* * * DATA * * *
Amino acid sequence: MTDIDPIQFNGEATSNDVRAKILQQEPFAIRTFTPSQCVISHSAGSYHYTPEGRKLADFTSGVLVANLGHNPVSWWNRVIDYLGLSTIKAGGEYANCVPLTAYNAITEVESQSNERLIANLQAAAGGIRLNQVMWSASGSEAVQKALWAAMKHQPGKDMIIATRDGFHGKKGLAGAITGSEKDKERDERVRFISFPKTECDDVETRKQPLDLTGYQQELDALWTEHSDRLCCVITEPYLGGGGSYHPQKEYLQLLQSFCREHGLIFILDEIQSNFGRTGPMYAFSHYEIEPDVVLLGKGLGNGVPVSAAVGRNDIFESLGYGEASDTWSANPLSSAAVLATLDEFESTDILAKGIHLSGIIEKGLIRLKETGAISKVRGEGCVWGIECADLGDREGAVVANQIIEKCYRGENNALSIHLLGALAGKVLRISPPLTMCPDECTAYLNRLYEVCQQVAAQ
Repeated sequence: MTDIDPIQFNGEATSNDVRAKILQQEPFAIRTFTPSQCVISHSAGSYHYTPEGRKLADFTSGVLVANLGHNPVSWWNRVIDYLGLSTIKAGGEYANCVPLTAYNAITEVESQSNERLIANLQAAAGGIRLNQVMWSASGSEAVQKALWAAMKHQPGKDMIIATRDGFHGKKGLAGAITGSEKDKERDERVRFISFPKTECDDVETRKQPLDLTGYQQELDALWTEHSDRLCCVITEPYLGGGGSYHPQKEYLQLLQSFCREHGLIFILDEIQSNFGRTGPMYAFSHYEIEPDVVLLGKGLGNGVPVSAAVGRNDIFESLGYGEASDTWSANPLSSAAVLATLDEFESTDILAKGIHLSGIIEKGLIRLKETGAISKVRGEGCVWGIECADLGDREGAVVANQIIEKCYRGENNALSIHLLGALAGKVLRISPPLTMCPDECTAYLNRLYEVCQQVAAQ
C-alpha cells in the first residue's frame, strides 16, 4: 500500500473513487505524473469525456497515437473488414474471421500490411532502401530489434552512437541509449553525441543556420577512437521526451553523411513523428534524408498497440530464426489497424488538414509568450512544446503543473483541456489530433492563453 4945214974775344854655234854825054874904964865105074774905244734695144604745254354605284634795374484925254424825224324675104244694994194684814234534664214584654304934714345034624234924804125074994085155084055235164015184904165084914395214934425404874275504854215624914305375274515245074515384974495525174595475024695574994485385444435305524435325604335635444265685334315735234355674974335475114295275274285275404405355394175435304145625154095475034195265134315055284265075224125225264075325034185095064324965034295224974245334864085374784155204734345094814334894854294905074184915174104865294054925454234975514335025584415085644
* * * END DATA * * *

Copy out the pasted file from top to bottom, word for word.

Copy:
Amino acid sequence: MTDIDPIQFNGEATSNDVRAKILQQEPFAIRTFTPSQCVISHSAGSYHYTPEGRKLADFTSGVLVANLGHNPVSWWNRVIDYLGLSTIKAGGEYANCVPLTAYNAITEVESQSNERLIANLQAAAGGIRLNQVMWSASGSEAVQKALWAAMKHQPGKDMIIATRDGFHGKKGLAGAITGSEKDKERDERVRFISFPKTECDDVETRKQPLDLTGYQQELDALWTEHSDRLCCVITEPYLGGGGSYHPQKEYLQLLQSFCREHGLIFILDEIQSNFGRTGPMYAFSHYEIEPDVVLLGKGLGNGVPVSAAVGRNDIFESLGYGEASDTWSANPLSSAAVLATLDEFESTDILAKGIHLSGIIEKGLIRLKETGAISKVRGEGCVWGIECADLGDREGAVVANQIIEKCYRGENNALSIHLLGALAGKVLRISPPLTMCPDECTAYLNRLYEVCQQVAAQ
Repeated sequence: MTDIDPIQFNGEATSNDVRAKILQQEPFAIRTFTPSQCVISHSAGSYHYTPEGRKLADFTSGVLVANLGHNPVSWWNRVIDYLGLSTIKAGGEYANCVPLTAYNAITEVESQSNERLIANLQAAAGGIRLNQVMWSASGSEAVQKALWAAMKHQPGKDMIIATRDGFHGKKGLAGAITGSEKDKERDERVRFISFPKTECDDVETRKQPLDLTGYQQELDALWTEHSDRLCCVITEPYLGGGGSYHPQKEYLQLLQSFCREHGLIFILDEIQSNFGRTGPMYAFSHYEIEPDVVLLGKGLGNGVPVSAAVGRNDIFESLGYGEASDTWSANPLSSAAVLATLDEFESTDILAKGIHLSGIIEKGLIRLKETGAISKVRGEGCVWGIECADLGDREGAVVANQIIEKCYRGENNALSIHLLGALAGKVLRISPPLTMCPDECTAYLNRLYEVCQQVAAQ
C-alpha cells in the first residue's frame, strides 16, 4: 500500500473513487505524473469525456497515437473488414474471421500490411532502401530489434552512437541509449553525441543556420577512437521526451553523411513523428534524408498497440530464426489497424488538414509568450512544446503543473483541456489530433492563453 4945214974775344854655234854825054874904964865105074774905244734695144604745254354605284634795374484925254424825224324675104244694994194684814234534664214584654304934714345034624234924804125074994085155084055235164015184904165084914395214934425404874275504854215624914305375274515245074515384974495525174595475024695574994485385444435305524435325604335635444265685334315735234355674974335475114295275274285275404405355394175435304145625154095475034195265134315055284265075224125225264075325034185095064324965034295224974245334864085374784155204734345094814334894854294905074184915174104865294054925454234975514335025584415085644